TAMPA — He had turned down overtures from other schools to remain at his alma mater, the only school at which he has coached. Matt Thompson, Armwood Class of 1986, seemed destined to be a Hawks lifer.
His second life began Wednesday.
A 44-year-old dad of a 9-year-old son, Thompson was formally introduced as the 20th coach in Jesuit football’s 91-year history. Wildly successful as Armwood’s defensive coordinator the last 10 years, he’ll join the school’s faculty full-time next school year.
“This is completely overwhelming for me,” said Thompson, a Marine Corps veteran and USF graduate.
“I just feel like the most fortunate man in the world. There was no other school that I would ever have left my prior school to go to other than Jesuit High School, and I’ve said that for years.”
Thompson replaces James Harrell, who stepped down last month after compiling a 29-6 record and winning two district titles in three seasons. Though details with the school were finalized only Tuesday, Thompson offered early indications of how his inaugural staff may look.
Thompson said he’ll be his own defensive coordinator, and hopes to retain some members of Harrell’s staff. Former Tigers offensive coordinator Chris Taylor, who had the same job at Armwood for 13 years, is a longtime friend and attended Wednesday’s news conference.
“I need to keep people that know the program, because I don’t know Jesuit High School. I’m the outsider coming in; I want to acclimate myself to Jesuit. It’s not going to be an Armwood thing...I need to learn Jesuit.”
Thompson spent 19 total seasons at his alma mater. During his decade as Armwood coordinator, the Hawks won three state titles (one of which was forfeited) and earned berths in two other state title games. During those 10 years, Armwood posted 40 shutouts.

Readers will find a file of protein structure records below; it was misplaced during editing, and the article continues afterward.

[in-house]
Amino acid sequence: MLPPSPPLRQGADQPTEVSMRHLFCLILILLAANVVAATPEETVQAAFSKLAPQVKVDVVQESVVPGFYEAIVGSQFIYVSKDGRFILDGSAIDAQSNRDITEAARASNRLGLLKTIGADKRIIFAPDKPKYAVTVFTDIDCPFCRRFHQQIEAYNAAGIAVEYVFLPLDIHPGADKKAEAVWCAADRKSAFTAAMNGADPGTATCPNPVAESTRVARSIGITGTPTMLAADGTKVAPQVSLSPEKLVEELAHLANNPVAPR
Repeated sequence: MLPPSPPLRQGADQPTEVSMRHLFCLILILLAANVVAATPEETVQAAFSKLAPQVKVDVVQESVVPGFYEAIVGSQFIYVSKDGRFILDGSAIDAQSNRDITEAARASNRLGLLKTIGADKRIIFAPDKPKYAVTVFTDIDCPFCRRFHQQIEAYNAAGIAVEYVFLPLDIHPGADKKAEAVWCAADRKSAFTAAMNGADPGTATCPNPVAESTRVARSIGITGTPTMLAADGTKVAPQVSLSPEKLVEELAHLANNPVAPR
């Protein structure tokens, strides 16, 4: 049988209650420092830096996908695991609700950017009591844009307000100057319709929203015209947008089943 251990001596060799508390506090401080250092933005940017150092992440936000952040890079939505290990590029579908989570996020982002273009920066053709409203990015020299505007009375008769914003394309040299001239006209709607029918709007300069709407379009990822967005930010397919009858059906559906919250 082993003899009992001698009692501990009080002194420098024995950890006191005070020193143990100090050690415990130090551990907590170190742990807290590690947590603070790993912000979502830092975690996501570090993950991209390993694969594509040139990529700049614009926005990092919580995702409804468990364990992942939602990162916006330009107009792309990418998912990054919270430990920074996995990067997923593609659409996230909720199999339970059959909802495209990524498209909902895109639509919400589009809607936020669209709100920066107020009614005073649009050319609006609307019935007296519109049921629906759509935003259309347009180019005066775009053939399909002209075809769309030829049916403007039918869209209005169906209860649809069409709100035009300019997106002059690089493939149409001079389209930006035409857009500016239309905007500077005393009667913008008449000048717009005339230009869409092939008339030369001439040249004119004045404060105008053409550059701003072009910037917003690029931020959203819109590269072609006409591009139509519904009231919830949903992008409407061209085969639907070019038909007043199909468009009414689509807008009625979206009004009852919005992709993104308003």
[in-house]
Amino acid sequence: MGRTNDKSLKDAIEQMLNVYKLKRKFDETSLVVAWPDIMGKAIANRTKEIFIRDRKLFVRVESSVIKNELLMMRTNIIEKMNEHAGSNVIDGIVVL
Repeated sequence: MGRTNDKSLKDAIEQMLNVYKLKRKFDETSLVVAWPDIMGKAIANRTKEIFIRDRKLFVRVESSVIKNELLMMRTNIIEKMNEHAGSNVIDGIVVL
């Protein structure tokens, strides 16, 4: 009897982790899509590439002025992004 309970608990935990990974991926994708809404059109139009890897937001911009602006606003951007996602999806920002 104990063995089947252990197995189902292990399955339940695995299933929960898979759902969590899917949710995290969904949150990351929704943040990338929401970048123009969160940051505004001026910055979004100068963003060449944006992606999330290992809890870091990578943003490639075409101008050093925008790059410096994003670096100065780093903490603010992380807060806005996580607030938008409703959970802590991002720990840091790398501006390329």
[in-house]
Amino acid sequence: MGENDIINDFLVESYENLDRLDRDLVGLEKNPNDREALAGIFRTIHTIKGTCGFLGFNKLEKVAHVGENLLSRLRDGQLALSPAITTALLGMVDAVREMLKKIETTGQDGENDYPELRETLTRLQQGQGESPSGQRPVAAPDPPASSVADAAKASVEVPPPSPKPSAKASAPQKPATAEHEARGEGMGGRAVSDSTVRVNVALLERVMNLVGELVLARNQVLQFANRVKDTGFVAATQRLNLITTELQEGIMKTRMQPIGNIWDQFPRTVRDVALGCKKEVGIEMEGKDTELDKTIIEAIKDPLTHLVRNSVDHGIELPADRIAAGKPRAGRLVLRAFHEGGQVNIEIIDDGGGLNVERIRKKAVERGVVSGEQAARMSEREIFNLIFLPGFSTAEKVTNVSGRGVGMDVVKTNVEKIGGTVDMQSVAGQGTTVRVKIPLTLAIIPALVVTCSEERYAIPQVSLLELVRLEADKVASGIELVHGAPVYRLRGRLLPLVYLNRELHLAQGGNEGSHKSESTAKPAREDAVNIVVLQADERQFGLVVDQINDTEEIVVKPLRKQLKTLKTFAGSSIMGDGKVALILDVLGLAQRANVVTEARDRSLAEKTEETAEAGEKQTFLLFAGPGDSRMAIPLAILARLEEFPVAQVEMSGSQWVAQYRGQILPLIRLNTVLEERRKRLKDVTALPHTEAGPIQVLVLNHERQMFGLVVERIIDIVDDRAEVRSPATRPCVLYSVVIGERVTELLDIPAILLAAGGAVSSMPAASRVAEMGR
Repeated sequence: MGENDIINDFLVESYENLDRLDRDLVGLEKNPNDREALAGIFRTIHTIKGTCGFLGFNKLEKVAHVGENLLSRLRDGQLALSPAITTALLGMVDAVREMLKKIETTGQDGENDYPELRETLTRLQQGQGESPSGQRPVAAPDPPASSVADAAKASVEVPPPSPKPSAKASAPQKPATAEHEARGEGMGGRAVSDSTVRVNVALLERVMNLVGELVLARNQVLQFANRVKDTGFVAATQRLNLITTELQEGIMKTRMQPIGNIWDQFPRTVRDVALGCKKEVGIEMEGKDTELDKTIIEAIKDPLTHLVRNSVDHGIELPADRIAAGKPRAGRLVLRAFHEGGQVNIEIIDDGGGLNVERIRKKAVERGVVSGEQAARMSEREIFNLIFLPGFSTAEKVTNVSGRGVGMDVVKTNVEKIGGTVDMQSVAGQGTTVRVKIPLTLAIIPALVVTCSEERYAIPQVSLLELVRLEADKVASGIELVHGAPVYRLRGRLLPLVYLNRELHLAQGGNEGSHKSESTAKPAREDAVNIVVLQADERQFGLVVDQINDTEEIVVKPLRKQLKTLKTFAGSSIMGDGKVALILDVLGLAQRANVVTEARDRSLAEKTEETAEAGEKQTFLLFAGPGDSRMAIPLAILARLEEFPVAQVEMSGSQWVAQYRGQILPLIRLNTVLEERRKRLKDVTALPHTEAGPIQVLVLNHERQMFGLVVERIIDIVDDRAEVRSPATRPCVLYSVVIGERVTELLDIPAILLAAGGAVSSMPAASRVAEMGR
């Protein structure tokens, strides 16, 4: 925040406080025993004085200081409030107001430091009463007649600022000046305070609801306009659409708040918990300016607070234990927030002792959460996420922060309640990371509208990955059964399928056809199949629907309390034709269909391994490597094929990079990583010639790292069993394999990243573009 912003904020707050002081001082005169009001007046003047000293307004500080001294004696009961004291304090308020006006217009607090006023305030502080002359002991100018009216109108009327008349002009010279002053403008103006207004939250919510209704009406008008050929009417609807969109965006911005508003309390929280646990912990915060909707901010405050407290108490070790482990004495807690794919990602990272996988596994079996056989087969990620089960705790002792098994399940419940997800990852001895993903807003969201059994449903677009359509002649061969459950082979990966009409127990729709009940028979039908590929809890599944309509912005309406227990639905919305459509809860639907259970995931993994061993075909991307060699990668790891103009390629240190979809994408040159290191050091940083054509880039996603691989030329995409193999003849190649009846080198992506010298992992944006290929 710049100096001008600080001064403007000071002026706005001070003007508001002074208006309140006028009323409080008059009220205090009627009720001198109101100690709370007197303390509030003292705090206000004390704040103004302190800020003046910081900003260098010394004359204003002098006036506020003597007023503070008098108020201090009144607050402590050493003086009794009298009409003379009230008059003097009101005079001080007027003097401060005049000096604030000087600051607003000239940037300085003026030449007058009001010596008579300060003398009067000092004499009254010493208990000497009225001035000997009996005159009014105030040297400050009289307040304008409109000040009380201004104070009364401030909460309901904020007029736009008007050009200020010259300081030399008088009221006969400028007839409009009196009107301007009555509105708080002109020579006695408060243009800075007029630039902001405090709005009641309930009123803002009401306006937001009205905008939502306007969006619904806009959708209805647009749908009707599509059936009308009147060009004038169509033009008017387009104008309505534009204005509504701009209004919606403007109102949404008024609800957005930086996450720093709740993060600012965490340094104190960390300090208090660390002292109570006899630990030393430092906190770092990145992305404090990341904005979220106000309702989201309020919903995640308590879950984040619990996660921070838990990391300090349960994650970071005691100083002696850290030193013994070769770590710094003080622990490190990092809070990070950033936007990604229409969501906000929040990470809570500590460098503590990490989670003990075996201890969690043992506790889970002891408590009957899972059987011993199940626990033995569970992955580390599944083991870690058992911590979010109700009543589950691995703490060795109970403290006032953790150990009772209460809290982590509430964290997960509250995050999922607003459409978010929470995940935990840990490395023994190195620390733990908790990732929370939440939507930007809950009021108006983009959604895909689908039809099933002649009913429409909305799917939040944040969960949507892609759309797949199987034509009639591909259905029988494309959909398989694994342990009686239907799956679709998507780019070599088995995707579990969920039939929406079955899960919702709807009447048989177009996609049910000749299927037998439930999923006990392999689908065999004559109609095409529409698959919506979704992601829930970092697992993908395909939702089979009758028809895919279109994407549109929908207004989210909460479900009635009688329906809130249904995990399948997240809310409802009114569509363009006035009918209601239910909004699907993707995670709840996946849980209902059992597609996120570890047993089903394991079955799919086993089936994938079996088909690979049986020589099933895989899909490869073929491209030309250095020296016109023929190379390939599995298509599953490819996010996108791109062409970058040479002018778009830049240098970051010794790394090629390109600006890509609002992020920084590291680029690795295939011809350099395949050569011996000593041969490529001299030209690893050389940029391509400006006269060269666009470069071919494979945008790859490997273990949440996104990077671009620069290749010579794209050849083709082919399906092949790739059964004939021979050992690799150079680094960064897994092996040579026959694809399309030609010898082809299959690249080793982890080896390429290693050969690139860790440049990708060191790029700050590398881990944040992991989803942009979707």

"He always shot people down and was very happy with (being an assistant)," Armwood coach Sean Callahan said. "Jesuit obviously did a fantastic job in recruiting him. They searched him out. ... It's going to be tough for me, no question."
Jesuit principal Barry Neuburger said the search was conducted by a "small" committee comprising representatives of varying areas of the Jesuit experience.
"Matt is both a coach's coach and a player's coach," Jesuit athletic director Terry Rupp said. "Not only is he highly respected in the local coaching community, but he has also earned the respect and trust of his players."
Neuburger said the committee considered the recent smear on Armwood's program (i.e. relinquishment of the 2011 state title) before determining Thompson wasn't involved in the wrongdoings. Armwood was forced to forfeit 25 victories over two seasons and fined more than $12,000 when an FHSAA probe revealed it had used ineligible players.
"We certainly did our due diligence on that of course," Neuburger said.
"But the bottom line on that...as an assistant coach and a teacher, residence issues are not part of the fabric of their responsibilities. Those were administrative responsibilities that needed to be addressed."